Opening Oct. 24 in downtown Ste. Genevieve, Brix Urban Winery and Market is the newest of its kind in the area.
Located at 245 Merchant Street, Bridgette Bennett and Natalie Sealover make their own wines and meads in the cellar of the building.
“We bottle and label everything here,” Bennett said. “We make a variety of fruit wines and fruit meads. We try to model ourselves after a craft brewery more than a traditional winery.”
One of the oldest alcoholic beverages known to history and generally known as a drink from medieval times, according to Bennett, mead is rapidly becoming popular.
“It’s pretty popular in many places around the U.S., and it’s really starting to come into Missouri. Mead is a honey wine. In the most traditional sense, it's honey, water and yeast fermented. You can also add fruit to the honey, that’s classified as a melomel.
Bennett says that Brix keeps some of the wines on tap, carbonated down to about 6% alcohol.
“Those drink more like a beer. We also try to keep a slushie available.”
They also stock cookies from two St. Louis Companies: Trolley Track Cookie Company and The Tipsy Goat, along with Baetje Farms Cheese products.
Although business would normally be slow with current conditions, Bennett says that sales have been good.
“We have a lot of outdoor seating, and on the nice weather days we’ve had so far, people take advantage of it,” she said. “Last weekend, all of our outdoor seating was completely full.”
Sealover mentioned that they have a market room with gifts for the holidays. Bennett said that they try to get handcrafted items.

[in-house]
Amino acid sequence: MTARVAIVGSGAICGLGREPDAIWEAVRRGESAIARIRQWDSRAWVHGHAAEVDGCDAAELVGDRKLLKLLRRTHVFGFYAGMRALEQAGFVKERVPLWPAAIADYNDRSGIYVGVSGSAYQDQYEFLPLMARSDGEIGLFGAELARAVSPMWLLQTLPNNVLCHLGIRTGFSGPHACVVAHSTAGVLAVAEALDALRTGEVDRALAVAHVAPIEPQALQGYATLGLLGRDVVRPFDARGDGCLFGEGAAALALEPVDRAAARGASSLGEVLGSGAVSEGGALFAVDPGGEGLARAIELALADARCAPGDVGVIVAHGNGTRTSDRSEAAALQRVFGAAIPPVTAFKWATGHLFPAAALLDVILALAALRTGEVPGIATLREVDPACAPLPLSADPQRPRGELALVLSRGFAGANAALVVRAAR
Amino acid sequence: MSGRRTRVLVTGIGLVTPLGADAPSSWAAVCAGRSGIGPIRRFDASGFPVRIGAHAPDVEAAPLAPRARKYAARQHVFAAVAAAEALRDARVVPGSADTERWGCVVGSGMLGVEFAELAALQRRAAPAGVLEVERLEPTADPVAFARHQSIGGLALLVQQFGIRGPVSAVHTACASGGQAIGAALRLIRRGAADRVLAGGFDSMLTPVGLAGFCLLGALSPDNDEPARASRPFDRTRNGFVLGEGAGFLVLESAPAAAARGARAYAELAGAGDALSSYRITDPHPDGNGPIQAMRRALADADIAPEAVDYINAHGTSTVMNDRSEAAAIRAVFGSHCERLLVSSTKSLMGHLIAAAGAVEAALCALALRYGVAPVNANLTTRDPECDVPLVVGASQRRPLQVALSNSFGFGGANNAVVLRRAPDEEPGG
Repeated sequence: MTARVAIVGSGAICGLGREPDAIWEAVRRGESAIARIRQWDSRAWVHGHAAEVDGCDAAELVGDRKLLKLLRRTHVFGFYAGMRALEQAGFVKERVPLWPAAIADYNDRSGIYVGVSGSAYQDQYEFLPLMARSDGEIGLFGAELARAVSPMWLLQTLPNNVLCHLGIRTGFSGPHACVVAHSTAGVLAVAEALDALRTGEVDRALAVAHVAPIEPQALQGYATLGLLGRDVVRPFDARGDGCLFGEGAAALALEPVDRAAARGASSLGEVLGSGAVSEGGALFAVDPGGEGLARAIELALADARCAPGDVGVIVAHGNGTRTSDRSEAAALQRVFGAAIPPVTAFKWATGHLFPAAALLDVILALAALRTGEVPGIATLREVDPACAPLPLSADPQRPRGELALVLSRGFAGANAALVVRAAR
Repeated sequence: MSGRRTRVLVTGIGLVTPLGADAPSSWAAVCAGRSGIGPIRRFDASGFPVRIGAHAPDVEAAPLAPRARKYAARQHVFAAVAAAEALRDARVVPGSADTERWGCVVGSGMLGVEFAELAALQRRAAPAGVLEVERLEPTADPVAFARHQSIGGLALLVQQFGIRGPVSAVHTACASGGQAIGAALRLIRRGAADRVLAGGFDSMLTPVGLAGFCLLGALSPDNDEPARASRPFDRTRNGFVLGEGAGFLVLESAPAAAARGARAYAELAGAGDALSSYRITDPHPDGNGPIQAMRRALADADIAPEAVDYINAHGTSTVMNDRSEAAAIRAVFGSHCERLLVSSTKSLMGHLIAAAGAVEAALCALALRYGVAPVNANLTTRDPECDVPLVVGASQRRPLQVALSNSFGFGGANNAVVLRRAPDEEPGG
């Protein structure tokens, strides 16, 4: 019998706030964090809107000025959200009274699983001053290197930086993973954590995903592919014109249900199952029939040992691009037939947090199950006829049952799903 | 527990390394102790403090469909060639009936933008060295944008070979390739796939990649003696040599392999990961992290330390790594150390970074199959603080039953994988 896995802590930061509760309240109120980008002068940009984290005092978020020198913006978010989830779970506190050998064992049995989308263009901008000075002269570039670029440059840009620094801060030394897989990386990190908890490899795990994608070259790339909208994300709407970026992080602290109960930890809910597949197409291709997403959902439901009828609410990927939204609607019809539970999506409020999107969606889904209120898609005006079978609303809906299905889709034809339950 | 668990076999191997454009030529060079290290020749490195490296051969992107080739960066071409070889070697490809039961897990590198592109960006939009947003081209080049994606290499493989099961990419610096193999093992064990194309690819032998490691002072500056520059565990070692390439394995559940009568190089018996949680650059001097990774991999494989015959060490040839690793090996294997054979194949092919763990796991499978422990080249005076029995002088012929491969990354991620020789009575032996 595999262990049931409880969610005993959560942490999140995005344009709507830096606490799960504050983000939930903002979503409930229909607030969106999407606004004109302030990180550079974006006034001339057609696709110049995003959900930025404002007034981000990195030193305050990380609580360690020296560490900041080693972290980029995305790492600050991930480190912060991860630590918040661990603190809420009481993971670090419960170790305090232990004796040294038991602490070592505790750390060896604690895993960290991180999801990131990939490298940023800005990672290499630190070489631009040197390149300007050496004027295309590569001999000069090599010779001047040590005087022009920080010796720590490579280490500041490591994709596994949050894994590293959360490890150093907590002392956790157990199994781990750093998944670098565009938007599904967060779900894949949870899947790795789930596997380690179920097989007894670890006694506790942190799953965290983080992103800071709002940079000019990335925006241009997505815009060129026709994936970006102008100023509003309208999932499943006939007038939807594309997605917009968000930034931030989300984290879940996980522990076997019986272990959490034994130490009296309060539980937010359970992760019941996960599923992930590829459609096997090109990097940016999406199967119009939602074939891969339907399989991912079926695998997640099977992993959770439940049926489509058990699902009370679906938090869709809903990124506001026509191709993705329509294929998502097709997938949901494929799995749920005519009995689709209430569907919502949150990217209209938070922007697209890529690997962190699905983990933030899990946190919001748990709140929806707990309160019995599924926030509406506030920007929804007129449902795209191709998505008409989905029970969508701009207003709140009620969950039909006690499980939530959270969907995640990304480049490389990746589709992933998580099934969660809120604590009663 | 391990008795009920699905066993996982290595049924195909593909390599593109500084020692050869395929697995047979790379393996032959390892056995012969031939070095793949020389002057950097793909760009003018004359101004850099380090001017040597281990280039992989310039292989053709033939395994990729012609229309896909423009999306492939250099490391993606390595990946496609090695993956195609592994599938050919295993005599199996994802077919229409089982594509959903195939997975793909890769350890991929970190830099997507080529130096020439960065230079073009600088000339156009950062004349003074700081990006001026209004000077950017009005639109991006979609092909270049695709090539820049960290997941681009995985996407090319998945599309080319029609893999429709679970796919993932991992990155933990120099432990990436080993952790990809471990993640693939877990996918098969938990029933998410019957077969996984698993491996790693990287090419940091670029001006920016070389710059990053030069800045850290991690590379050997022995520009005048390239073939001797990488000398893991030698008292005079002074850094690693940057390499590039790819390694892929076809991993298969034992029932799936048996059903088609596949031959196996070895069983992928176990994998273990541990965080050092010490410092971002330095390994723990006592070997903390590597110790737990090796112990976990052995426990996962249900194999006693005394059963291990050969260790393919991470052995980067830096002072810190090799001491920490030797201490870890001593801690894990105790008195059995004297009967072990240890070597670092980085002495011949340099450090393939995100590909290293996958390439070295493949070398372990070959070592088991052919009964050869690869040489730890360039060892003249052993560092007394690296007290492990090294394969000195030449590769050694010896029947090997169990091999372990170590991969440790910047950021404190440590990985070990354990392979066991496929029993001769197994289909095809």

“We try to get things that aren’t on Amazon,” she said. “We have some handmade clay jewelry from a lady in Saskatchewan.”
Of course, being in Ste. Genevieve, the building itself has some unusual historical aspects.
“It’s what’s considered by the town as a supporting historical building,” Bennett said. “It was built in 1908, it’s in really good condition; it has the original metal stamped roof. The interior load bearing walls are double brick.
"It has a lot of history. A lot of the neighbors have told us it is haunted. We have had a couple of things happen that we couldn’t explain.
Bennett explained how they arrived at the name of their establishment.
“Brix is a measurement of sugar that is used in wine and mead making to determine how much sugar is available for the yeast convert into alcohol. We also thought it was a neat play on the brick building we are in.”
Brix Urban Winery and Market is open Saturdays and Sundays 11 a.m.-5 p.m. Call 636-735-1198 or Facebook @brixurbanwinery.
Mark Marberry is a reporter for the Farmington Press and Daily Journal. He can be reached at 573-518-3629, or at firstname.lastname@example.org
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